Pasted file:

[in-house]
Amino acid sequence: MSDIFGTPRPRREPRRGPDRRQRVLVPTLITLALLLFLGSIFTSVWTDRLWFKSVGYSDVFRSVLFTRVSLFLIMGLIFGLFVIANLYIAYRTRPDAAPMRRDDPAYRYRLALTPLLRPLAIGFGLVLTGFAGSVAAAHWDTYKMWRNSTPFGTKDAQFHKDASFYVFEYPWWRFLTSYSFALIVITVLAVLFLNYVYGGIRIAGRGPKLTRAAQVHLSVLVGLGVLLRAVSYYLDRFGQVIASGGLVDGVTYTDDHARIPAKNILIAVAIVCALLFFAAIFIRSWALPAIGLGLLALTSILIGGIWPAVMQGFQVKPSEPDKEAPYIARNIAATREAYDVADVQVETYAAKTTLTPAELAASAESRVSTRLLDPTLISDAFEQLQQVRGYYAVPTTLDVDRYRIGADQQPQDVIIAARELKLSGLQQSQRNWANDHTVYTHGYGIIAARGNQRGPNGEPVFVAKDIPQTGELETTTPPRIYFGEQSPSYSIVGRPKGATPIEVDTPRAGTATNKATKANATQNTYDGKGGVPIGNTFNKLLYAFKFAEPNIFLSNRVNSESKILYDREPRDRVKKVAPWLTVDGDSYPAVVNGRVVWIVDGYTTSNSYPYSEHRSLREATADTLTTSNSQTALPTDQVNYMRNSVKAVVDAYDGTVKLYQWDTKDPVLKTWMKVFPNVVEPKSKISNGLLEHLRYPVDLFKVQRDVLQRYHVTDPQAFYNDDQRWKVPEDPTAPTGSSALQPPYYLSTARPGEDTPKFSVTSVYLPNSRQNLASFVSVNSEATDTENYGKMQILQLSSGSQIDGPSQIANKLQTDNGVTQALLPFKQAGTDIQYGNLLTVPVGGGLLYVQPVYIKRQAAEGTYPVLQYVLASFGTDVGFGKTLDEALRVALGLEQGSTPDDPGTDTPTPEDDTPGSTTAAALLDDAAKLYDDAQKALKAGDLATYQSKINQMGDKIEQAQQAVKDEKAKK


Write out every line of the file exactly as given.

[in-house]
Amino acid sequence: MSDIFGTPRPRREPRRGPDRRQRVLVPTLITLALLLFLGSIFTSVWTDRLWFKSVGYSDVFRSVLFTRVSLFLIMGLIFGLFVIANLYIAYRTRPDAAPMRRDDPAYRYRLALTPLLRPLAIGFGLVLTGFAGSVAAAHWDTYKMWRNSTPFGTKDAQFHKDASFYVFEYPWWRFLTSYSFALIVITVLAVLFLNYVYGGIRIAGRGPKLTRAAQVHLSVLVGLGVLLRAVSYYLDRFGQVIASGGLVDGVTYTDDHARIPAKNILIAVAIVCALLFFAAIFIRSWALPAIGLGLLALTSILIGGIWPAVMQGFQVKPSEPDKEAPYIARNIAATREAYDVADVQVETYAAKTTLTPAELAASAESRVSTRLLDPTLISDAFEQLQQVRGYYAVPTTLDVDRYRIGADQQPQDVIIAARELKLSGLQQSQRNWANDHTVYTHGYGIIAARGNQRGPNGEPVFVAKDIPQTGELETTTPPRIYFGEQSPSYSIVGRPKGATPIEVDTPRAGTATNKATKANATQNTYDGKGGVPIGNTFNKLLYAFKFAEPNIFLSNRVNSESKILYDREPRDRVKKVAPWLTVDGDSYPAVVNGRVVWIVDGYTTSNSYPYSEHRSLREATADTLTTSNSQTALPTDQVNYMRNSVKAVVDAYDGTVKLYQWDTKDPVLKTWMKVFPNVVEPKSKISNGLLEHLRYPVDLFKVQRDVLQRYHVTDPQAFYNDDQRWKVPEDPTAPTGSSALQPPYYLSTARPGEDTPKFSVTSVYLPNSRQNLASFVSVNSEATDTENYGKMQILQLSSGSQIDGPSQIANKLQTDNGVTQALLPFKQAGTDIQYGNLLTVPVGGGLLYVQPVYIKRQAAEGTYPVLQYVLASFGTDVGFGKTLDEALRVALGLEQGSTPDDPGTDTPTPEDDTPGSTTAAALLDDAAKLYDDAQKALKAGDLATYQSKINQMGDKIEQAQQAVKDEKAKK